-- Bob Ashford (, January 07, 2002.

Yes, send it to Mr. Milton at Quality Light Metric and I am sure the charge will be a worthwhile expenditure. I have a Minolta Autometer IIIF and Sekonic Studio Deluxe. In incident mode, the two meters do and have always been right on. BTW: the other day was a Sunny 16 minus 1: set the Sekonic to ASA 125, guess what the meter called for at 1/125-Yup-f/11. At sea-level North America, exposures aren't really that difficul

-- David F. Stein (, January 07, 2002.

When my girl friend bought her Sekonic 508 last year I compared it to my tried and trusty Minolta Spotmeter F. I was really surprised to see a one stop difference throughout the scale; her's read one stop under mine. Her 508 seems to be consistent, but it definitely reads under.

-- Ted Kaufman (, January 07, 2002.

One thing to bear in mind with this sort of comparison is that the colour sensitivity can vary between different meters.

I use a Sekonic L718 and a Minolta Spotmeter F, and with a grey card the two meters give identical readings at every level of illumination I have tested. However, swap the grey card for a colour chart and there are differences of up to 0.9 stops, depending on the particular colour, with the average difference being around 0.3 stops in magnitude.

I can't really say with any certainty whether it is the Sekonic or the Minolta that is wrong, or whether both are, but I would expect the Minolta to be correct for reflected readings, or it really wouldn't be much use as a spot meter. Certainly I have experienced no obvious exposure problems when using either meter, although in general I use the Sekonic for incident only.

My guess is that David Goldes' discrepancy could (if his meters behave similarly to mine) be accounted for by the difference in colour temperature for the indoor/outdoor comparison.

-- Huw Evans (, January 07, 2002.

I used a Sekonic 508 and switched to a Pentax V. The Pentax was 1 1/3 stop different from the Sekonic. My normal EI for the Sekonic 508 was 200 for HP-5+. With the Pentax V, my EI is 520.

-- William Marderness (, January 07, 2002.

This is why we calibrate our meters to our lens. Adding to what John stated, also have your lens bench tested and you will find that your lens will vary in exposure... It is useful info when shooting and changing lens. You might be very suprised on how much off your lens will be also. My 408 has a way to adjust the readings (over and under) and I have it matched to my RB system.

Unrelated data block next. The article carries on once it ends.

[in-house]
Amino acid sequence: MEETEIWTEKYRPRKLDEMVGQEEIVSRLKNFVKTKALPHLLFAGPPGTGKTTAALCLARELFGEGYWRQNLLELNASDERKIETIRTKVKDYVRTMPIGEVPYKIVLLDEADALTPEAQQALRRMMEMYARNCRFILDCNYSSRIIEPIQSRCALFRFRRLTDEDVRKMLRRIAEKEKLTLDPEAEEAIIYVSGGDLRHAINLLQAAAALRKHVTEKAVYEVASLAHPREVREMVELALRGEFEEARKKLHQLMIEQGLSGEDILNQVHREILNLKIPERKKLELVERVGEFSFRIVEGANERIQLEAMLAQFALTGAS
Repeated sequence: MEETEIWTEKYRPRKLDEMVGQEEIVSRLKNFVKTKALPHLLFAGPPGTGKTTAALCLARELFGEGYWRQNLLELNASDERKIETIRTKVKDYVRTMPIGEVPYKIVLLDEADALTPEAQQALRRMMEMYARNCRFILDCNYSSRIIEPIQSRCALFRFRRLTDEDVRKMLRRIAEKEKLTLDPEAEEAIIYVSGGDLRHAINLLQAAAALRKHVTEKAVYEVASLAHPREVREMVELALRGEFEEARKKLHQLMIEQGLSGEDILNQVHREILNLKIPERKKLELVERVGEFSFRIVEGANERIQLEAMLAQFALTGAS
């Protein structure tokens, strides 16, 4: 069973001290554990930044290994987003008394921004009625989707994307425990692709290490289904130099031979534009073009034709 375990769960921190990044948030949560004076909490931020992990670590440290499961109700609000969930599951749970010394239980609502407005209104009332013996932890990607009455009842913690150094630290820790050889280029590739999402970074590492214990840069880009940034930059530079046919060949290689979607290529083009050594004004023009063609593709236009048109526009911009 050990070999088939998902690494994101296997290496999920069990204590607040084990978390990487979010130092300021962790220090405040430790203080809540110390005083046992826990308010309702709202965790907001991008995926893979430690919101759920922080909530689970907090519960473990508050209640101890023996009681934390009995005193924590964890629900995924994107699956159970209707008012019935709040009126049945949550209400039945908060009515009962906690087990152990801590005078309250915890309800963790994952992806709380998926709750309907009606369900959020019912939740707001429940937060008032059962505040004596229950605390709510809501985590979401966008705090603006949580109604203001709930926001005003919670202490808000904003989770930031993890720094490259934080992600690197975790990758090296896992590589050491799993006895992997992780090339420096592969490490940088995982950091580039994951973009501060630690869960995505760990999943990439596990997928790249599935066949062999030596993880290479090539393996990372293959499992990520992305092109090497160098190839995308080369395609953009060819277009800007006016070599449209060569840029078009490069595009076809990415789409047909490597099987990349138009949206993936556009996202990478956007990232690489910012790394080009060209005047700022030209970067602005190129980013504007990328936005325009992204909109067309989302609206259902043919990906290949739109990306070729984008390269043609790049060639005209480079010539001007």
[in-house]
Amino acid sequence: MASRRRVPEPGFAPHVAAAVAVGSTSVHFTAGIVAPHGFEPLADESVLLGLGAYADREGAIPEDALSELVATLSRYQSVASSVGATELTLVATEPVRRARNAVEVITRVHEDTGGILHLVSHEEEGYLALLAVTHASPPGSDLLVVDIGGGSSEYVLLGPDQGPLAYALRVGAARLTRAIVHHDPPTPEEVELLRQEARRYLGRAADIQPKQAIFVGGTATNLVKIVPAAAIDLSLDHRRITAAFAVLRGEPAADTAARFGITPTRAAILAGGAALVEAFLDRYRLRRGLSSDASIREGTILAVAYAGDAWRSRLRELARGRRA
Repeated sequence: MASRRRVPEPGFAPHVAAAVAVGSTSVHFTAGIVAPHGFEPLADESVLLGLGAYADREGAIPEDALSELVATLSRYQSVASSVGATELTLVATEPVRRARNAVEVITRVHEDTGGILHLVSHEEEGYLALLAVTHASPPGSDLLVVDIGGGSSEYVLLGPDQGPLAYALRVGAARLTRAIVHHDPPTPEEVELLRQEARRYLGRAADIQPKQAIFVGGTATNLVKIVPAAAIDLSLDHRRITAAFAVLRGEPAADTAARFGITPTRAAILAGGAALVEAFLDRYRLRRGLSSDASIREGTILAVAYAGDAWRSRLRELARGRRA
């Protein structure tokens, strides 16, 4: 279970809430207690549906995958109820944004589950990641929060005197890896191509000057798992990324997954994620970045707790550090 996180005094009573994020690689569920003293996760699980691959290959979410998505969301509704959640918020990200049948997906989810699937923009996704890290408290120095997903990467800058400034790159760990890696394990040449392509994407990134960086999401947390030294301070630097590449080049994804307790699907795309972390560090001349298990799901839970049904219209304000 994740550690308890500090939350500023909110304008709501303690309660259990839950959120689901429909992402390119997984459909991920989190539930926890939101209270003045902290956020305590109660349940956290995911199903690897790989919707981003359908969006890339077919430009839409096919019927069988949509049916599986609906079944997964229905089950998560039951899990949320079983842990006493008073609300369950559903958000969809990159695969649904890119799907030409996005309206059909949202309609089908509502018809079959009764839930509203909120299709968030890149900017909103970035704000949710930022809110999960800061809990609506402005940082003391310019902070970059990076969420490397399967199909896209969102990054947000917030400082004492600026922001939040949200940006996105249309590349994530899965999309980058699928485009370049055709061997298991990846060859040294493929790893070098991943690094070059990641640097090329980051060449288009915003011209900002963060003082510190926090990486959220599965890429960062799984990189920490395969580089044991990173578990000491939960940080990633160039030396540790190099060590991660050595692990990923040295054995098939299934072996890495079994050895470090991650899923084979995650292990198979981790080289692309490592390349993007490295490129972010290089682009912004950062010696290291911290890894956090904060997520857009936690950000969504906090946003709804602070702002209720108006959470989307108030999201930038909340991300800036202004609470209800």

-- Scott Walton (, January 07, 2002.

it seems to me that if you use the SAME meter all the time and do careful film testing, everything should be fine. if the meter, lens, film and developement are constant with the same meter, it won't really make a difference.

-- howard schwartz (, January 07, 2002.

The Sekonic meters are 'jack of all trades..' in as much that they meter all sorts of light from incident to reflected, spot and flash.

Thats why they give you 'Jack of all trade meter readings..'

The Minolta Spot Meter F does one thing only and does it 'spot on..'

I've been using the Minolta Spot Meter F for over twelve years, and if I lost it tommorrow it would be replaced the next day. Its the best spot meter for colour photography available IMHO.

I also have a Gossen Multi-Pro all purpose meter, and the only good thing that it does is getting incident light right.. for everything else you may as well guess.

-- Nigel Turner (, January 07, 2002.

All this talk about meters is really cracking me up. Zillions of posts about lenses, coverage, etc., and everybody is out there just fling blind. Just got my two, Spectra Combi-500's back from Burbank where they were calibrated. In a test with both Spectra's, a Pextax 1/21, and Three Canon EOSv-1's on a grey card, the error range was less than 1/10th of an F stop...between all meters. It's amazing the amount of blind faith, shooters will place in a light meter's accuracy, right off the dealers shelf,.. and yet ramble on about lenses. Now, with a shutter tester telling me that some of my newly serviced LF shutters are running 30% slow at the higher speeds, at least I can know what my true light is, and how my shutter is reacting. Somehow, somewhere, somebody got the idea that this zone system stuff was a science...when it is actually an art, and a variable one at that. It will become more of a technical arena when shooters pay more attention to that little light meter in their hand, and less to the super whatchamacallit lens, mounted on the front of their super-turbo large format camera. If that little light meter is not accurate, and you don't know your real LF shutter speed is, you're screwed from the beginning...and everything you do will have an automatic error factor built in,....from moment one. Good luck.